Islander Sows Social Media Seed To Help Dairy Farmers

Islander Thomas Cowley is doing what he can to help dairy farmers across the UK get their message out to the public

There’s serious concern in Isle of Wight dairy farming circles about the future survival of the business.

Emergency Dairy Summit - NFUReacting to that, and the same being true across the UK, an Isle of Wight technology bod has planted a social media seed to help dairy farmers.

Thomas Cowley, himself from an ex-dairy farming Island family, has sent ripples through the dairy farming world by publishing an Open Letter encouraging farmers to take to social media to spread their message far-and-wide.

Emergency Dairy Summit
It was well-timed, publishing yesterday, the day before 2,000 dairy farmers from across the UK took time out of their busy schedules to go to London for an Emergency Dairy Summit.

They and he aim to raise the profile of what they label ‘a fight for survival’ to reverse the crippling price cuts they say are being forced on to them.

Social media to spread the message
Thomas’ view is that by sharing with the UK public what the life of a dairy farmer is like, the public will have a greater appreciation of the vocation and understand better why they can’t survive the recent price cuts that are being imposed on them by national companies.

Pass it on
He’s put it up on Facebook, so go there, share it with others who might benefit from reading it.

It sounds like dairy farmers need all of the help they can get.

Image: © NFU

Wednesday, 11th July, 2012 6:01pm

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ShortURL: http://wig.ht/29QT

Filed under: Farming, Island-wide, Isle of Wight News, Online

Any views or opinions presented in the comments below are solely those of the author and do not represent those of OnTheWight.

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11 Comments on "Islander Sows Social Media Seed To Help Dairy Farmers"

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Allan

a sensible use of social media

George M

This article in the Guardian is well worth reading to get the facts of this issue…it would seem that the “processors” are the root cause of the problem..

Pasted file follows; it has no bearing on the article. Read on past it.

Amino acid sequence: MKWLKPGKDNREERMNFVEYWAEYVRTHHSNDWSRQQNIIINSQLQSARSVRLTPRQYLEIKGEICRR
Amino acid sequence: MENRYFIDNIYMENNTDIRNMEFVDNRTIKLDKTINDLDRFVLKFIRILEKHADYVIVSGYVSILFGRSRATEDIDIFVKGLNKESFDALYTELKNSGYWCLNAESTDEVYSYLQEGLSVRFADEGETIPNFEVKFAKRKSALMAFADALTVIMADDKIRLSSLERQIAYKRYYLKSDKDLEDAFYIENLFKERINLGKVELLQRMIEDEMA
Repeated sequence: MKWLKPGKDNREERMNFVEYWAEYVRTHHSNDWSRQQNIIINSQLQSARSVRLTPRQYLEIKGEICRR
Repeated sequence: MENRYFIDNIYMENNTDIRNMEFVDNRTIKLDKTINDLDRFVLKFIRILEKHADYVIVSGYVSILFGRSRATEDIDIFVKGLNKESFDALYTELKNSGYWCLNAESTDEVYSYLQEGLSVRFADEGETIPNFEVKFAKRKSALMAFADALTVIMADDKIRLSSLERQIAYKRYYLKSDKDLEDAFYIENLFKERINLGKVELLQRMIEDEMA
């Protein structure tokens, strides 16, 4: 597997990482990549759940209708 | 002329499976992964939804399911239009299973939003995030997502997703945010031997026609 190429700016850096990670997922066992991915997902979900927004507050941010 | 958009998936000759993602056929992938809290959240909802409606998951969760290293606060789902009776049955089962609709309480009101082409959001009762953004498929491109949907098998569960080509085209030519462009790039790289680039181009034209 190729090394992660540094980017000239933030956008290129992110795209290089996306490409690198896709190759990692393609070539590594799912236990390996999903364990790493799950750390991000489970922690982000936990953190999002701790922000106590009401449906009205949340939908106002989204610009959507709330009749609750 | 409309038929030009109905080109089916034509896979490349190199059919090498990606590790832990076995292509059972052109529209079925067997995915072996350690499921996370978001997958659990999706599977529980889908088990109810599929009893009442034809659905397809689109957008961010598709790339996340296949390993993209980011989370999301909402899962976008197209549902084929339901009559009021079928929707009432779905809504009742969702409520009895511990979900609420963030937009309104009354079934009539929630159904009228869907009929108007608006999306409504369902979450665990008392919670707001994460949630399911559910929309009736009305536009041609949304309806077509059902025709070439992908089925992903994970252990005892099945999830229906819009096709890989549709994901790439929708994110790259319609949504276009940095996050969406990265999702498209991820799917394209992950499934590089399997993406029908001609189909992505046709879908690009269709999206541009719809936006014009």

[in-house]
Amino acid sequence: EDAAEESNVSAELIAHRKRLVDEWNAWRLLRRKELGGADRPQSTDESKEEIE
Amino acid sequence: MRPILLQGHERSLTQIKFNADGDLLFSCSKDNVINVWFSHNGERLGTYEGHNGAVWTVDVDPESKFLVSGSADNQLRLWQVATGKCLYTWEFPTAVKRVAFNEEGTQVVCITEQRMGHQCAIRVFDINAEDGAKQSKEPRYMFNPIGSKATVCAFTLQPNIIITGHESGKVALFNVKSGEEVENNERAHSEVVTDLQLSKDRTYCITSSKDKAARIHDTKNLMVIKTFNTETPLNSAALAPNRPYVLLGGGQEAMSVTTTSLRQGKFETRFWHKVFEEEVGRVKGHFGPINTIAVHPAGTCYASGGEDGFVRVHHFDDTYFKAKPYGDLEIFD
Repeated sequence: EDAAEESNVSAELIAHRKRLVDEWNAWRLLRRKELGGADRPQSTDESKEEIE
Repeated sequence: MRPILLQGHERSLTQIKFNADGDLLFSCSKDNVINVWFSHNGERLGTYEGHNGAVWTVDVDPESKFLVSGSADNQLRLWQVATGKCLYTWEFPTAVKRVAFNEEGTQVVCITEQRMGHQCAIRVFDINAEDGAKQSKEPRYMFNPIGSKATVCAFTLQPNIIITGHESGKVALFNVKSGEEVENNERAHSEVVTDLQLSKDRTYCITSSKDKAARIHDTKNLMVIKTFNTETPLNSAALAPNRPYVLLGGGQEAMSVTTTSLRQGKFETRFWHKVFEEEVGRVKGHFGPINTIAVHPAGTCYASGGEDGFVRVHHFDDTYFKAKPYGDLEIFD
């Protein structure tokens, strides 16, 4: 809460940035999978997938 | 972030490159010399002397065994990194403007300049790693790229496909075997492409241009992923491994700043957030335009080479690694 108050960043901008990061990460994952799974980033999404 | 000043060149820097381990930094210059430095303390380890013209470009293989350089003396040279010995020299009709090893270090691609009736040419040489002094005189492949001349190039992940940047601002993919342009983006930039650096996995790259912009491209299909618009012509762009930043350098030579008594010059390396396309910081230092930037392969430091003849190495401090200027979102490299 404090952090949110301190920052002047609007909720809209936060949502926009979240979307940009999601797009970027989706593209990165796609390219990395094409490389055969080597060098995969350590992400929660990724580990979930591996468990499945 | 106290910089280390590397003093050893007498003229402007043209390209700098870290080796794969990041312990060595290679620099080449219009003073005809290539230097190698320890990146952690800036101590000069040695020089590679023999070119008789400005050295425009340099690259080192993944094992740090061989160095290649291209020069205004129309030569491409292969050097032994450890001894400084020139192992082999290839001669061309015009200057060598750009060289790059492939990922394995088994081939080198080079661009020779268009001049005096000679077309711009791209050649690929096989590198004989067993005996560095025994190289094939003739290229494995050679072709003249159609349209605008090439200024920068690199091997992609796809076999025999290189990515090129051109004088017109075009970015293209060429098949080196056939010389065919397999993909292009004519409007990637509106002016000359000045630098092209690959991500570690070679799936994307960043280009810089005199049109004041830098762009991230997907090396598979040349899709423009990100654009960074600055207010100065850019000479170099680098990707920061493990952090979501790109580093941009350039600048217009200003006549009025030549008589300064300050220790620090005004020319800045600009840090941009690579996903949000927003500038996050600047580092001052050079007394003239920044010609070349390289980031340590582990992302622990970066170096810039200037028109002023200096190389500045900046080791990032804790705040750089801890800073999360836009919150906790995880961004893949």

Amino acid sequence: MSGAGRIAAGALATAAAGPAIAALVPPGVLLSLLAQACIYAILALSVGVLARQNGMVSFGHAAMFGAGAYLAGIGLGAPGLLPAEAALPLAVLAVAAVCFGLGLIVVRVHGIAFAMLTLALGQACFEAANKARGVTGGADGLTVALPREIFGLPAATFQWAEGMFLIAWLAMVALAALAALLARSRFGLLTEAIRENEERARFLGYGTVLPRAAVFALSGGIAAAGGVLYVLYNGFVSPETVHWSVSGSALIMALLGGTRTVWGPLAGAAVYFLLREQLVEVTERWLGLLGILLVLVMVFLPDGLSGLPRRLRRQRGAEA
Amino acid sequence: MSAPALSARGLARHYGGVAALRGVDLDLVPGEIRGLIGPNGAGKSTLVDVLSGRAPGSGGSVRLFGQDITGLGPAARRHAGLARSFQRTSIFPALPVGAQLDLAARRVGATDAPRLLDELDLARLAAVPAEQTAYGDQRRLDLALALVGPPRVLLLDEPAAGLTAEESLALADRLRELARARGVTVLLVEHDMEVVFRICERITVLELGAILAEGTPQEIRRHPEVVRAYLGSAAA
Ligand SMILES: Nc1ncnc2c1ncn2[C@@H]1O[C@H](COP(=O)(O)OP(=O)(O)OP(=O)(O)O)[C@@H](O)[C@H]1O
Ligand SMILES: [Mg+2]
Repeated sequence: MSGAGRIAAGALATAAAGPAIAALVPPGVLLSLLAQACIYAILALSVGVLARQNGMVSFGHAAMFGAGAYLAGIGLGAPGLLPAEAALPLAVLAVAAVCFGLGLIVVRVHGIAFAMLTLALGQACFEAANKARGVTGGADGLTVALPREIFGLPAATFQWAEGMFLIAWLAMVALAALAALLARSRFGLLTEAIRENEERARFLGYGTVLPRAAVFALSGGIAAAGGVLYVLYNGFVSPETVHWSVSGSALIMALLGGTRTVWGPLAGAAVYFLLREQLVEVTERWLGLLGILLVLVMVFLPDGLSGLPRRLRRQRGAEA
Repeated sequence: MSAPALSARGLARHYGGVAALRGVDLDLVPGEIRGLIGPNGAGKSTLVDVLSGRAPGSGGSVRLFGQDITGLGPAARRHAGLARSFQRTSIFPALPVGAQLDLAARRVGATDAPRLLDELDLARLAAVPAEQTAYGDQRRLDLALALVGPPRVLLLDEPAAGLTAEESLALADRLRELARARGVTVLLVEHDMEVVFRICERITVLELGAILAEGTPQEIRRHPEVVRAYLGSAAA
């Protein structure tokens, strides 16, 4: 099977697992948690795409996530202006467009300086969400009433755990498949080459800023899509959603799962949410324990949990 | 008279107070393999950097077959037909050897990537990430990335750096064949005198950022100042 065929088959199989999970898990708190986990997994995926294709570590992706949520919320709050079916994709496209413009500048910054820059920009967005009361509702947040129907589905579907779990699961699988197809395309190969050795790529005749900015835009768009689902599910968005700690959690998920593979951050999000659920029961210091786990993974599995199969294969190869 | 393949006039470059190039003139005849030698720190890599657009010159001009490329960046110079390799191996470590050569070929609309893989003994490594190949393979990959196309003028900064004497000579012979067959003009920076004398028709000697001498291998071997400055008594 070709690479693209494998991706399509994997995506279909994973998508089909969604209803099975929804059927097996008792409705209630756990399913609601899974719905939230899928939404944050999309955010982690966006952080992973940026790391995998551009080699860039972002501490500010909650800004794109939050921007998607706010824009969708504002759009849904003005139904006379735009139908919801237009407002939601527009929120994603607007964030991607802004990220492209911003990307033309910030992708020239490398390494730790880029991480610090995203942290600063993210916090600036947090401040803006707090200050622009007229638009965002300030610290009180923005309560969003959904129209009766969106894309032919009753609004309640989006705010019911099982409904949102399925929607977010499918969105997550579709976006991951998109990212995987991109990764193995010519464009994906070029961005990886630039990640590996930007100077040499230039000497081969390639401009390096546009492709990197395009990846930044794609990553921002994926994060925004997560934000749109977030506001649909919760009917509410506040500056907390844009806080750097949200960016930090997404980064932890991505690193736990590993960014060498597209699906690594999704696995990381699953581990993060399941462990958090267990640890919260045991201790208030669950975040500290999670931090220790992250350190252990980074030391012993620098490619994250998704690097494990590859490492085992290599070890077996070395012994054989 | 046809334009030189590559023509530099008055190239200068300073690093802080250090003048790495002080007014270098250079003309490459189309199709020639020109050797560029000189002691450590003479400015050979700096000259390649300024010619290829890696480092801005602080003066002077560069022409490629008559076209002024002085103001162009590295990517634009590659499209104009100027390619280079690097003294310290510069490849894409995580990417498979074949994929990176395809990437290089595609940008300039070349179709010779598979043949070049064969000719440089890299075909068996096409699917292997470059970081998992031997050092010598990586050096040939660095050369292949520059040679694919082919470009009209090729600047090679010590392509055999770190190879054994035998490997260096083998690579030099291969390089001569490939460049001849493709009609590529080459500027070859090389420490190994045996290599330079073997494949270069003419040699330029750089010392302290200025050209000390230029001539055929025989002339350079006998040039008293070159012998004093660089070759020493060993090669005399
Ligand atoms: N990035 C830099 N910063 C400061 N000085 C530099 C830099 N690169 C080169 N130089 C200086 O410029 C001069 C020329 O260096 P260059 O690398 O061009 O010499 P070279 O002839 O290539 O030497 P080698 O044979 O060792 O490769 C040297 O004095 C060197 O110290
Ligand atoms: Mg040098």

http://www.guardian.co.uk/lifeandstyle/wordofmouth/2012/jul/11/british-farmers-protest-milk-price-drop?INTCMP=SRCH

Andrew

Will this go the same way as the anti-PFI campaign?

allan

you have pick your fights and when you realise there is no chance of victory be prepared to let it go, PFI is a monumental rip off for the island but short of storming county hall and dragging the fools out there is nowt we can do about it ,just make sure these morons are gone next year

peaceful_life

Things change….all the time.

peaceful_life

Sell direct to the public.

ebod

Buy your milk from the farm – we got a few here on the isle.

James P

Can I put in a word for the milk from Briddlesford? They do lovely full-cream Jersey milk (and skimmed, for the masochists) both pasteurised and unpasteurised. Given the amount of red-tape and H&S requirements for the latter, I hope they get to make a decent profit. They deserve it.

ebod

Raw is the way to go, just wish they would deliver!

Steve Goodman
It’s possible to buy good local milk, cheese, & more at our farmers markets & elsewhere. Please think about supporting our food producers, & moving towards local food security, by voting with your spending. The big supermarkets don’t need all of your money. This is one place where good natural raw milk (also popular with the royal family) is not too hard to buy; increased demand should… Read more »
playingthenumbers

Good advice this, apart from being tasty & you know where the food came from, it’s good for the environment & makes economic sense too.

Buying local as often as possible keeps your friends & family working, so think of the money you’ll save by not paying for someone else’s dole, an already wealthy landlord’s rent, council tax, etc……